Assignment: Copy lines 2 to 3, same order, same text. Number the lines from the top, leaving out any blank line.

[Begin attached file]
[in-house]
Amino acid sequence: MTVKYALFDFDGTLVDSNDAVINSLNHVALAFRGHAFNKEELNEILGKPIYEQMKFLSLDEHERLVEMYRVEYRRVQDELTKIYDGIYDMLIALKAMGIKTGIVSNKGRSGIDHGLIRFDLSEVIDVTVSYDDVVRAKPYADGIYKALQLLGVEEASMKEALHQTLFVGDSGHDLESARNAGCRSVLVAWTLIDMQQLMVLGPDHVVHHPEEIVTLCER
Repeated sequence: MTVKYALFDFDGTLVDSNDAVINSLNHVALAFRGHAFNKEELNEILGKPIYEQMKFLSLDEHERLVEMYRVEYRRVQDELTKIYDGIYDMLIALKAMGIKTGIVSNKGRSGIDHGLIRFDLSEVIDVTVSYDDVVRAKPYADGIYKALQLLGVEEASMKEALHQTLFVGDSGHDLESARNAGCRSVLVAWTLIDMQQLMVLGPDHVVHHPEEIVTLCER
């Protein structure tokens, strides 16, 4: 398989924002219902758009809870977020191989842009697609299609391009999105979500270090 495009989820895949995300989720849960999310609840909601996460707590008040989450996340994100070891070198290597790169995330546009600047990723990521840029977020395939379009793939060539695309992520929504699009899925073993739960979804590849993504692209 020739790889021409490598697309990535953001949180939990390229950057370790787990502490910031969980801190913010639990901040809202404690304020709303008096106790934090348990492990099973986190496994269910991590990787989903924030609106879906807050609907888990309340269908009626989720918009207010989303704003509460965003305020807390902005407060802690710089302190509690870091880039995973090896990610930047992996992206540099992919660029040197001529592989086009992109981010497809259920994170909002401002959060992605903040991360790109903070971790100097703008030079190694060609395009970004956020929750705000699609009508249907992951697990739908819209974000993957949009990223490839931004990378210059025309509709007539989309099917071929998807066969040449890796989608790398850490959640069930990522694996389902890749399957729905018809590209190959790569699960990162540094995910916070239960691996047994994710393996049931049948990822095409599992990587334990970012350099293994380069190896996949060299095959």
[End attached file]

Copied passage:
Amino acid sequence: MTVKYALFDFDGTLVDSNDAVINSLNHVALAFRGHAFNKEELNEILGKPIYEQMKFLSLDEHERLVEMYRVEYRRVQDELTKIYDGIYDMLIALKAMGIKTGIVSNKGRSGIDHGLIRFDLSEVIDVTVSYDDVVRAKPYADGIYKALQLLGVEEASMKEALHQTLFVGDSGHDLESARNAGCRSVLVAWTLIDMQQLMVLGPDHVVHHPEEIVTLCER
Repeated sequence: MTVKYALFDFDGTLVDSNDAVINSLNHVALAFRGHAFNKEELNEILGKPIYEQMKFLSLDEHERLVEMYRVEYRRVQDELTKIYDGIYDMLIALKAMGIKTGIVSNKGRSGIDHGLIRFDLSEVIDVTVSYDDVVRAKPYADGIYKALQLLGVEEASMKEALHQTLFVGDSGHDLESARNAGCRSVLVAWTLIDMQQLMVLGPDHVVHHPEEIVTLCER